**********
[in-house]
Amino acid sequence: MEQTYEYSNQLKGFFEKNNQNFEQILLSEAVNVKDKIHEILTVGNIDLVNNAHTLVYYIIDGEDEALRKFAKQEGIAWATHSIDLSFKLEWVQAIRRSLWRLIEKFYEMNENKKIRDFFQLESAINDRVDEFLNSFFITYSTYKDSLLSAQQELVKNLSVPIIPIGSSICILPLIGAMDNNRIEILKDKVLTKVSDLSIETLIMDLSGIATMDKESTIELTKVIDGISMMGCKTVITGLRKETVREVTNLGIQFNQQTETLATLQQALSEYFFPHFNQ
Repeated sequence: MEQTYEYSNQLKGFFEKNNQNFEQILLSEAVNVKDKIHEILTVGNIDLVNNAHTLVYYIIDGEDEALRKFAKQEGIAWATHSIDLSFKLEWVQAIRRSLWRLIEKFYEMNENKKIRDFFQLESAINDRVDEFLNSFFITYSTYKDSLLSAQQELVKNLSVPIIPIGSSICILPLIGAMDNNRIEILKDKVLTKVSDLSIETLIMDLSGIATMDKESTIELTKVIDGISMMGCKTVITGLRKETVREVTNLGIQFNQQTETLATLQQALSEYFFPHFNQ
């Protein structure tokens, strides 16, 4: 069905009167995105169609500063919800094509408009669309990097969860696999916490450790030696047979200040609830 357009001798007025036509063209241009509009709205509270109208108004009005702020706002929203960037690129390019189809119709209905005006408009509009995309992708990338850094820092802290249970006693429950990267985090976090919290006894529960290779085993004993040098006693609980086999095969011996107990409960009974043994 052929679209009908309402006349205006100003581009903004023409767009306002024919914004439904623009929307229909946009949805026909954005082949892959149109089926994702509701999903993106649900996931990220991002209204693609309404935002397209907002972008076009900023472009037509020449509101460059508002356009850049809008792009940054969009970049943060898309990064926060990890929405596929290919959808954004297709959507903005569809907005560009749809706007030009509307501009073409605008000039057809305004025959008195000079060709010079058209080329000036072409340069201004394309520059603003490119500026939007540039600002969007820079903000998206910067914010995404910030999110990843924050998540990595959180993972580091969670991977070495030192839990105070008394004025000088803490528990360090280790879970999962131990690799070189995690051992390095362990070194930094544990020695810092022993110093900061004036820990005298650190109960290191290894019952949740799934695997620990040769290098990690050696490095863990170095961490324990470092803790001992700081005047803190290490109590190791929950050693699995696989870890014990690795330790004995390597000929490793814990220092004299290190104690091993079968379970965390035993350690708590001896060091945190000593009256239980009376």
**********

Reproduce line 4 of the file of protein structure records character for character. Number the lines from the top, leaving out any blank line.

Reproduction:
């Protein structure tokens, strides 16, 4: 069905009167995105169609500063919800094509408009669309990097969860696999916490450790030696047979200040609830 357009001798007025036509063209241009509009709205509270109208108004009005702020706002929203960037690129390019189809119709209905005006408009509009995309992708990338850094820092802290249970006693429950990267985090976090919290006894529960290779085993004993040098006693609980086999095969011996107990409960009974043994 052929679209009908309402006349205006100003581009903004023409767009306002024919914004439904623009929307229909946009949805026909954005082949892959149109089926994702509701999903993106649900996931990220991002209204693609309404935002397209907002972008076009900023472009037509020449509101460059508002356009850049809008792009940054969009970049943060898309990064926060990890929405596929290919959808954004297709959507903005569809907005560009749809706007030009509307501009073409605008000039057809305004025959008195000079060709010079058209080329000036072409340069201004394309520059603003490119500026939007540039600002969007820079903000998206910067914010995404910030999110990843924050998540990595959180993972580091969670991977070495030192839990105070008394004025000088803490528990360090280790879970999962131990690799070189995690051992390095362990070194930094544990020695810092022993110093900061004036820990005298650190109960290191290894019952949740799934695997620990040769290098990690050696490095863990170095961490324990470092803790001992700081005047803190290490109590190791929950050693699995696989870890014990690795330790004995390597000929490793814990220092004299290190104690091993079968379970965390035993350690708590001896060091945190000593009256239980009376």